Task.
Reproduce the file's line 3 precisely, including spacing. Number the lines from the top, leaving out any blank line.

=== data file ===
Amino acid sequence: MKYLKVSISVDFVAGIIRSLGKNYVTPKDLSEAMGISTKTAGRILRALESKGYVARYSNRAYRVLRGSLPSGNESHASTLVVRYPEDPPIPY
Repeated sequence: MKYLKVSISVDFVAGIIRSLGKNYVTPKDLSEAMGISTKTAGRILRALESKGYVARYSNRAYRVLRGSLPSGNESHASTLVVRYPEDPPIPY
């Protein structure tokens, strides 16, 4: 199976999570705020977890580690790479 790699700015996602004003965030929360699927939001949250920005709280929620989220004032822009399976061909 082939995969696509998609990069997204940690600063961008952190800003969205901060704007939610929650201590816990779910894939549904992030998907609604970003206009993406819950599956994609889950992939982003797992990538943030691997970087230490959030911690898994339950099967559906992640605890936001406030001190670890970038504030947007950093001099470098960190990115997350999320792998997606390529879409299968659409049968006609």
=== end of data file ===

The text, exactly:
């Protein structure tokens, strides 16, 4: 199976999570705020977890580690790479 790699700015996602004003965030929360699927939001949250920005709280929620989220004032822009399976061909 082939995969696509998609990069997204940690600063961008952190800003969205901060704007939610929650201590816990779910894939549904992030998907609604970003206009993406819950599956994609889950992939982003797992990538943030691997970087230490959030911690898994339950099967559906992640605890936001406030001190670890970038504030947007950093001099470098960190990115997350999320792998997606390529879409299968659409049968006609």